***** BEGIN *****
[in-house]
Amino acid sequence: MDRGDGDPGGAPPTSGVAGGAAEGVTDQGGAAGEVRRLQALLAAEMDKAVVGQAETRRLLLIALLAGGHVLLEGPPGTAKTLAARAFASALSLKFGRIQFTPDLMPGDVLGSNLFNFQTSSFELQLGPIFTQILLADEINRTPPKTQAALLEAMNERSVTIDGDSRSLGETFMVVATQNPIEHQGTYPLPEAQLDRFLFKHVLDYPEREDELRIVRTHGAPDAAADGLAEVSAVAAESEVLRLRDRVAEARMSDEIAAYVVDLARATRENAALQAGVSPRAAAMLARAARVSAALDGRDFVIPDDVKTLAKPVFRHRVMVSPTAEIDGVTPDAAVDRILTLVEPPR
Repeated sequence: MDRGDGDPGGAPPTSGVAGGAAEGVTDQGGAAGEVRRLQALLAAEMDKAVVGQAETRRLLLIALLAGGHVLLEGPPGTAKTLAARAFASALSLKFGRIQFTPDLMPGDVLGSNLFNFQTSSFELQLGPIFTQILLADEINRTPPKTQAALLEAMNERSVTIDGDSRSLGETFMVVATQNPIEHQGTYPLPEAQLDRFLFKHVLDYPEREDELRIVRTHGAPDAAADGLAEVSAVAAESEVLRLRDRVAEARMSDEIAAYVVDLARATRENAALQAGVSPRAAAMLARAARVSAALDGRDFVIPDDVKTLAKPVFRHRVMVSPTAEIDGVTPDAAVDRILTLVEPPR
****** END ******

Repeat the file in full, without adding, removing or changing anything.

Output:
[in-house]
Amino acid sequence: MDRGDGDPGGAPPTSGVAGGAAEGVTDQGGAAGEVRRLQALLAAEMDKAVVGQAETRRLLLIALLAGGHVLLEGPPGTAKTLAARAFASALSLKFGRIQFTPDLMPGDVLGSNLFNFQTSSFELQLGPIFTQILLADEINRTPPKTQAALLEAMNERSVTIDGDSRSLGETFMVVATQNPIEHQGTYPLPEAQLDRFLFKHVLDYPEREDELRIVRTHGAPDAAADGLAEVSAVAAESEVLRLRDRVAEARMSDEIAAYVVDLARATRENAALQAGVSPRAAAMLARAARVSAALDGRDFVIPDDVKTLAKPVFRHRVMVSPTAEIDGVTPDAAVDRILTLVEPPR
Repeated sequence: MDRGDGDPGGAPPTSGVAGGAAEGVTDQGGAAGEVRRLQALLAAEMDKAVVGQAETRRLLLIALLAGGHVLLEGPPGTAKTLAARAFASALSLKFGRIQFTPDLMPGDVLGSNLFNFQTSSFELQLGPIFTQILLADEINRTPPKTQAALLEAMNERSVTIDGDSRSLGETFMVVATQNPIEHQGTYPLPEAQLDRFLFKHVLDYPEREDELRIVRTHGAPDAAADGLAEVSAVAAESEVLRLRDRVAEARMSDEIAAYVVDLARATRENAALQAGVSPRAAAMLARAARVSAALDGRDFVIPDDVKTLAKPVFRHRVMVSPTAEIDGVTPDAAVDRILTLVEPPR